WASHINGTON – A new study concludes diesel vehicles saved owners between $2,000 to $6,000 in total ownership costs during a three to five year period when compared to similar gasoline vehicles, according to data compiled by the University of Michigan Transportation Research Institute.
The University of Michigan study – Total Cost of Ownership: A Gas Versus Diesel Comparison – was conducted for Robert Bosch LLC and the results were released at the 2013 Alternative Clean Transportation Expo in Washington, D.C.
“Overall, the results of our analyses show that diesel vehicles provide owners with a TCO (total cost of ownership) that is less than that of the gas versions of the same vehicles,” according to the study. “The estimates of savings for three and five years of ownership vary from a low of $67 in three years to a high of $15,619 in five years, but most of the savings are in the $2,000 to $6,000 range, which also include the extra cost that is usually added to the diesel version of a vehicle.”
“These new findings that clean diesel vehicles are a more cost-effective investment for car owners reinforces what auto analysts and other comparative studies have determined in recent years,” said Allen Schaeffer, Executive Director of the Diesel Technology Forum. “The significant savings diesel owners experience compared to gas car owners highlights another major reason why clean diesel vehicles sales will increase significantly throughout the U.S. in the coming years.
“Fuel efficiency has always been a major attraction of clean diesel vehicles. Because diesels are 20 to 40 more fuel efficient than gas cars, drivers save money with diesels even when diesel fuel prices are slightly higher than gas prices.
“The findings in this study will also be helpful to car buyers as they research their next vehicle purchase. This is an exciting time for diesel vehicles as the number of diesels is expected to more than double in the next two years. This will give drivers a broad selection of vehicles to fit their individual driving needs.
“In addition, as the U.S. moves to the increase fuel standards of 54.5 mpg by 2025, drivers will become more aware of the advantages diesels have over other vehicles in many important areas.”
Highlights from the diesel-gasoline comparisons include:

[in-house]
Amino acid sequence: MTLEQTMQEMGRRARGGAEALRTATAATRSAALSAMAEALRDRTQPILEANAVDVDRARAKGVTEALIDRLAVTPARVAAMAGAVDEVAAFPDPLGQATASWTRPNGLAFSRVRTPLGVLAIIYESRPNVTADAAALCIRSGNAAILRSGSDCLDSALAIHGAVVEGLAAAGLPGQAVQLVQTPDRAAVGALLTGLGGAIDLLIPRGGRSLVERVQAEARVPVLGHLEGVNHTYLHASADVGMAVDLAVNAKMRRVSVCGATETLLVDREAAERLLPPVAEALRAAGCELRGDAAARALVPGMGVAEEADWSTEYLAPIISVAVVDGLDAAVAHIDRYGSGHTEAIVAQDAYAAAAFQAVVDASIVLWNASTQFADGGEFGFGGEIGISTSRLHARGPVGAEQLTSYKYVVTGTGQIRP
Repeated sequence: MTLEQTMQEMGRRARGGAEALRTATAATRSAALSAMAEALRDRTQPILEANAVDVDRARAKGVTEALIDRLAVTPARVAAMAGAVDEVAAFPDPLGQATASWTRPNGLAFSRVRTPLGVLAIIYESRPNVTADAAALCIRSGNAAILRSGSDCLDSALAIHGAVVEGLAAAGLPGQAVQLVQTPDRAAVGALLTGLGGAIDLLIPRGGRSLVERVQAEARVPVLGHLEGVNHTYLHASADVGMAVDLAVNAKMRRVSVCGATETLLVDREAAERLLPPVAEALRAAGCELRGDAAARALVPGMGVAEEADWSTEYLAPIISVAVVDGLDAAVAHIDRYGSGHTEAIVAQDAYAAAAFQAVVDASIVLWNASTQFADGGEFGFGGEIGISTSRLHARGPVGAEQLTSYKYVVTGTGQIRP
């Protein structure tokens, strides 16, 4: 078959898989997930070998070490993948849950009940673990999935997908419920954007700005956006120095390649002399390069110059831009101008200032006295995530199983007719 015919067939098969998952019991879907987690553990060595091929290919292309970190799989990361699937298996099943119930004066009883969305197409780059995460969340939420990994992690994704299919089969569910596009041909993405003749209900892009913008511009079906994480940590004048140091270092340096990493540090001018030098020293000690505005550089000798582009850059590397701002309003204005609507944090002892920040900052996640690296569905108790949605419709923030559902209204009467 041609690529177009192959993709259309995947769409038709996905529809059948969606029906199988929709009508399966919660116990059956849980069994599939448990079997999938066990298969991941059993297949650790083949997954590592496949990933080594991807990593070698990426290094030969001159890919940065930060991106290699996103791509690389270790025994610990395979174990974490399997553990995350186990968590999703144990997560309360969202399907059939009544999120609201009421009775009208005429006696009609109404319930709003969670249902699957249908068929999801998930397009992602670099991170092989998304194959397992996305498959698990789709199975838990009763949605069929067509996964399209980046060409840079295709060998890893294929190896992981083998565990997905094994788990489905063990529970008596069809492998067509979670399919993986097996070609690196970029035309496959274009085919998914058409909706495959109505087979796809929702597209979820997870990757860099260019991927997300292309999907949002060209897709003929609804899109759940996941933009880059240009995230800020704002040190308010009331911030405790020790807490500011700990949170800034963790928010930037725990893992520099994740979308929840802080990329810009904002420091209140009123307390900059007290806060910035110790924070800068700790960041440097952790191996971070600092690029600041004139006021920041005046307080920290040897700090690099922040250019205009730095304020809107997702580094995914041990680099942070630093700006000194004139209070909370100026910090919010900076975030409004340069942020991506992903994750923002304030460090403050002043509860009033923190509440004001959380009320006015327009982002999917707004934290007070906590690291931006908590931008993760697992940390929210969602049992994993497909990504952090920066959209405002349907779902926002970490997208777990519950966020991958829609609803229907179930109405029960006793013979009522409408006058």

Total Cost of Ownership: In the three year timeframe comparison, diesel vehicles in the mass market passenger car segment are estimated to save owners significant money, with the VW Jetta owner saving $3,128, the VW Jetta Sportwagen owner saving $3,389, and the VW Golf owner saving an estimated $5,013.
In the luxury segment, all the diesel versions of the Mercedes-Benz E Class ($4,175), Mercedes-Benz GL Class ($13,514), Mercedes-Benz M Class ($3,063), Mercedes-Benz R Class ($5,951) and VW Touareg ($7,819) save owners money in the three year timeframe.
Fuel Efficiency: All of the diesel vehicles had better miles per gallon than the gasoline versions with the diesels having between 8 to 44 percent higher miles per gallon.
Fuel Costs: All of the diesel vehicles had lower fuel costs than all the gas versions of comparable vehicles, with 11 of the 12 vehicles showing double digit reductions in fuel costs, ranging from 10 to 29 percent.
Similar to the three year comparisons, five year estimated fuel costs for diesel vehicles are less than those of comparable gas versions. The percentage difference in terms of the reduction from gas to diesel costs decreased for some diesel-gas comparisons as diesel prices began to increase around the 2005 time frame.
Depreciation: Eleven of the 12 diesel vehicles held their value better than comparable gas vehicles over the three year time frame with eight vehicles showing double digit percentage savings ranging from 17 percent up to 46 percent.
Nine of the 10 diesel vehicles hold their value better than comparable gas vehicles over the five year time frame, with five vehicles showing double digit percentage savings ranging from 10 percent up to 39 percent.
The report analyzed the Total Cost of Ownership (TCO) for clean diesel vehicles and comparing their TCO to their gas vehicle counterparts. The study developed three and five year cost estimates of depreciation by modeling used vehicle auction data and fuel costs by modeling government data. The study also combined these estimates with three and five year estimates for repairs, fees and taxes, insurance, and maintenance from an outside data source.
For more information visit www.dieselforum.org.
SOURCE: Diesel Technology Forum